Saturday, July 13, 2013

KTVU-TV: Some.Thing.Wrong

There is definitely some.thing.wrong with the lame explanation being trotted out by a Bay Area local television station for the roaring goatfuck of a fiasco yesterday, in which one of their anchors actually read those clearly ridiculous names (above) on the air as being the names of the pilots of the Asiana Airlines 777 that crashed in San Francisco last week. (This just in!)

Yes, she read them on the air, showing not a trace of cognizance that the names are obviously part of a hoax. The video has gone major viral. Here it is.

The television station, KTVU-TV,  a Fox affiliate in Oakland, Calif., has apologized for the idiotic gaff, but in the cheesiest way possible. Yes, the station worthies say, we made a big mistake. But part of the blame, says KTVU,  lies with the National Transportation Safety Board (N.T.S.B.), where "an N.T.S.B. official" actually confirmed the names to KTVU.

And, astonishingly, the N.T.S.B. has put out a statement admitting that "a summer intern" (hardly an "official," but more on that in a minute) did in fact erroneously and without having authority to do so confirm those names to the TV station. Here is that utterly remarkable statement.

Some of the mainstream media are gingerly reporting on this incident, without asking the right questions. Most of the mainstream media are prissily afraid to touch it, because doing so requires repeating the insensitive joke.

Now, of course, there is a tradition of pranks, including phone calls and absolutely hilarious prank airport announcements, that depend on the phonetic comic effects of hearing syllables in seemingly legitimate foreign names of many syllables. Some of these actually were recorded at Heathrow Airport, where pranksters posing as taxi drivers looking for their customers handed written names to an unsuspecting airport public-service announcement workers, who would then get on the loudspeakers and ask for people like the following to please contact airport information: "Arheddis Varkenjaab and Aywellbe Fayed." (Sound it out).

The prank genre also includes western names -- "I.P. Daily" being the earliest example I can think of, and I think I was maybe 11 years old when I first heard it. And Bart Simpson famously makes prank calls to Moe's Tavern, causing Moe to answer the phone and credulously call out to the customers things like "Hey, has anybody seen Mike Rotch?"

And more recently, the newspaper than nobody pays for, USA Today, printed an article in which a version in the the good old "Ophelia Bush" turned up. Not to mention the poor hapless New York Post, which had a run for several years of being pranked by young wiseguys quoted in routine stories who identified themselves as "Heywood Jablome."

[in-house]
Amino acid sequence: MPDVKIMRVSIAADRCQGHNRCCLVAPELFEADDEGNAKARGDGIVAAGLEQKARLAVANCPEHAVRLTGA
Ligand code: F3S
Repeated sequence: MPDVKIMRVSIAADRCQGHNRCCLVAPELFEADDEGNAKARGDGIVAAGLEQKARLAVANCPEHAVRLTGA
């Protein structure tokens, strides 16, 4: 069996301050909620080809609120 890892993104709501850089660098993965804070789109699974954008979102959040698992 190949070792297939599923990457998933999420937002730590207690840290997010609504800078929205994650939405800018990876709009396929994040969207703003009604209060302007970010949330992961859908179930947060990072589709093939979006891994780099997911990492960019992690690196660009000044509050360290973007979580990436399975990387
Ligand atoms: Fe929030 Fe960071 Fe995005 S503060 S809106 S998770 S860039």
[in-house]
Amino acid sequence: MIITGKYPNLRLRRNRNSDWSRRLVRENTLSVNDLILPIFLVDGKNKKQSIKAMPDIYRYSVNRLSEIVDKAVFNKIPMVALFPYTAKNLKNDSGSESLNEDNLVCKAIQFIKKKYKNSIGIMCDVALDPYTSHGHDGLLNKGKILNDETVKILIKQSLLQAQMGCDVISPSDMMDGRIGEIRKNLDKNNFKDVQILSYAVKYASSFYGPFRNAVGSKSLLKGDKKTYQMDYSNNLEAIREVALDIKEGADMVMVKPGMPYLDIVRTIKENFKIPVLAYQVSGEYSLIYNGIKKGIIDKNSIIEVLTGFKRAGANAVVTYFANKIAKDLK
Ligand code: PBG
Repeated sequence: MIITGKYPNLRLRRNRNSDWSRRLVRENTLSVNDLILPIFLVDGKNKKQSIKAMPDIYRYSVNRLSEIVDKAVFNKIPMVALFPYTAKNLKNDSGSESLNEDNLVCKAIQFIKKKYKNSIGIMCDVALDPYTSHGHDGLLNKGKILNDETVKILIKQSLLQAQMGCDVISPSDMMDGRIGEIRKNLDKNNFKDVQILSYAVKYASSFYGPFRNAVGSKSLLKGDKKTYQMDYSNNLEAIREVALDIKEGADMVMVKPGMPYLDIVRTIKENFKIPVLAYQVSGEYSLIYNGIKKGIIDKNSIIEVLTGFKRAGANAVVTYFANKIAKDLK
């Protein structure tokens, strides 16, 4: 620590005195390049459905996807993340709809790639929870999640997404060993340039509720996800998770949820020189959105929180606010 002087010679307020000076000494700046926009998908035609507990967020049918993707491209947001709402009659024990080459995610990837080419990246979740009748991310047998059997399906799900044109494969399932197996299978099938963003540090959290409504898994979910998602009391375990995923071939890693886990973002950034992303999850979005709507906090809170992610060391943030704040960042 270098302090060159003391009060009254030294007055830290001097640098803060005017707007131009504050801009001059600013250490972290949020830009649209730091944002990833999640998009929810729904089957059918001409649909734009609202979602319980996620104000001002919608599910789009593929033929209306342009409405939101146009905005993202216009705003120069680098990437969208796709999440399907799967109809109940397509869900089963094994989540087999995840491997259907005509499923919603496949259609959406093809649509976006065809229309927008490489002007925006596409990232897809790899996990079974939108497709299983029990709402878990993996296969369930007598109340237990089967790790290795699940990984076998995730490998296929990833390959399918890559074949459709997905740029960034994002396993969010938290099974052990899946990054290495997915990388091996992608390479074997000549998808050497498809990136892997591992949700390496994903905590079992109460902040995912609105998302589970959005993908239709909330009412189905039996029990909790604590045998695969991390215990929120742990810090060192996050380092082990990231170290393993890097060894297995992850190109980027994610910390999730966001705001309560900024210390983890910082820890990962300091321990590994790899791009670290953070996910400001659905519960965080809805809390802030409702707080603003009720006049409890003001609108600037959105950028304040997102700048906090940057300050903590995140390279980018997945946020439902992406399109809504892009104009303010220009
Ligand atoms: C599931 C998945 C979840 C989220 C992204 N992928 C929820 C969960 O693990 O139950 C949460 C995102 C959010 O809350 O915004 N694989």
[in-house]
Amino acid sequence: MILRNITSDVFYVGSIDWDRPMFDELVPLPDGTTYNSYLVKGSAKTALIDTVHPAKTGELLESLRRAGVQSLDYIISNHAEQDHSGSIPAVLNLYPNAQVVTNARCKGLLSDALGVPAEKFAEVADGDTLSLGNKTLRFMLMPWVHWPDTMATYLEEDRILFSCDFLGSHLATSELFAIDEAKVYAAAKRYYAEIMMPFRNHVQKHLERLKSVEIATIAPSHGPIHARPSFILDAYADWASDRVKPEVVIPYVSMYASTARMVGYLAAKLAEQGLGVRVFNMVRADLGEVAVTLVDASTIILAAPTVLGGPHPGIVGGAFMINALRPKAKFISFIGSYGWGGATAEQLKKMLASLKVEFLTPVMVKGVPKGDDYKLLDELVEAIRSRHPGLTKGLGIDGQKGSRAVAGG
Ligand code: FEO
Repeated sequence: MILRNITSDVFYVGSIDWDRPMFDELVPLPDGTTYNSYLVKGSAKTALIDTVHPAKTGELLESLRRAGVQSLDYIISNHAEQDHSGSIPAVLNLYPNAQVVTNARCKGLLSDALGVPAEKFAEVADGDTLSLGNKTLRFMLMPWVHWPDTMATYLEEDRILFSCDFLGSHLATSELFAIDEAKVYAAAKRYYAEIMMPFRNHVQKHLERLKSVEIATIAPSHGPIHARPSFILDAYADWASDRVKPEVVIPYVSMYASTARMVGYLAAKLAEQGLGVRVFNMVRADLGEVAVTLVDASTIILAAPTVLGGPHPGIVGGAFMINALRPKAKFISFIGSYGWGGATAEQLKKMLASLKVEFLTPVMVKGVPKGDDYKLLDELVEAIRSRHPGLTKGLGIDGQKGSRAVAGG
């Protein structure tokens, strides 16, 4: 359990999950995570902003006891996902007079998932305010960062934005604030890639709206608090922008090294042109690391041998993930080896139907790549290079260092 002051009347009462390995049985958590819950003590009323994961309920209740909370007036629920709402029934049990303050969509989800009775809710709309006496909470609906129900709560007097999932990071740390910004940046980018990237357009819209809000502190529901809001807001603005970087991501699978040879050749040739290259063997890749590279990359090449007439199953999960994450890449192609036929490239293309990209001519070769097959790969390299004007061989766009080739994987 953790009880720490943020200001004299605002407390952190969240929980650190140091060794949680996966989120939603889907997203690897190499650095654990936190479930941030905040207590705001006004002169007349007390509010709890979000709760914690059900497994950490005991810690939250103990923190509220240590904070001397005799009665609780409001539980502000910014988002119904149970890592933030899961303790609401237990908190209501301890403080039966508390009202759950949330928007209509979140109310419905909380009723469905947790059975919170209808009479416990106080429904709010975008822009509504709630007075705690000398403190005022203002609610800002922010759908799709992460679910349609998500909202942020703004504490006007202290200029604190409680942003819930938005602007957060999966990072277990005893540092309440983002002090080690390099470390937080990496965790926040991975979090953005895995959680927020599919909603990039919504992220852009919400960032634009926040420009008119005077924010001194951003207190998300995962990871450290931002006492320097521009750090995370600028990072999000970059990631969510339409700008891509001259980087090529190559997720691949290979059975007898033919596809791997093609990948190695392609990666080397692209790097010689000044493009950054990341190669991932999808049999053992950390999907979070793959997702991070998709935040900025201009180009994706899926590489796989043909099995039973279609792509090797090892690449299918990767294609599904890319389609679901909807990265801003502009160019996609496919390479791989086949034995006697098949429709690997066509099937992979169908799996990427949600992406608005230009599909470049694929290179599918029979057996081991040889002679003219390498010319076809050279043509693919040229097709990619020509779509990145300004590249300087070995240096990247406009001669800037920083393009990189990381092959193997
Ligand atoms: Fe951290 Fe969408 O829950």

So as admittedly insensitive as the Asiana prank was, considering that three people died and many were injured, the issue to me isn't "racism" as much as it is a certain brand of media and bureaucratic piety at work. That is, how did this prank actually occur, and why haven't the TV station and the N.T.S.B. been pressured into giving a cogent, honest explanation?  

Here are the questions they aren't asking and that should be asked:

1. How the holy crap did this prank get on the air on the newscast of a major local television station? And don't give me that, "Well, an N.T.S.B. official confirmed it." In which way, specifically, did that N.T.S.B. summer intern "confirm" the names? In a phone call?  By e-mail?

2. If in a phone call, did that not then require the names to be vocally read out to the "N.T.S.B. official?"

3. Aside from some so-far anonymous summer intern confirming them in some manner that hasn't been explained, how did KTVU come up with those names in the first place? This was a cognitive process. Someone in the KTVU newsroom had to get the names, look at them, and then make whatever minimal effort was required to "confirm" them with the N.T.S.B., by phone call or e-mail. In that contact with the N.T.S.B. intern, the names either had to be pronounced on the phone, or typed into an e-mail that was read by at least two parties. Then those names had to be physically typed onto that slide, or whatever they call it that card they show on the screen. Certainly, in the KTVU newsroom itself, at least one conversation had to occur about this "breaking news" event before it went out live, with the anchor woman credulously reading the joke names. 

4. At the N.T.S.B, the PR chief needs to be required explain how this got screwed up. The N.T.S.B. "apology" is unclear and inadequate. Who specifically did the confirming? How? If in an e-mail, what is the text of that correspondence? If a phone call, what specifically was said by both parties?

5. Are the media going to let this television station get away with claiming that an "N.T.S.B. official" confirmed these ridiculous names, without asking how that exchange actually went?

The Asian American Journalists Association asked a good question. In a statement, the group said, "... the names originated from somewhere — and we fail to understand how those obviously phony names could escape detection before appearing on the broadcast and were spoken by the news anchor."

Local TV news is a sad joke all across the country, but this screw-up at KTVU seriously ups the ante. How in the world did this happen? I'll bet the answer is even funnier than the prank itself.


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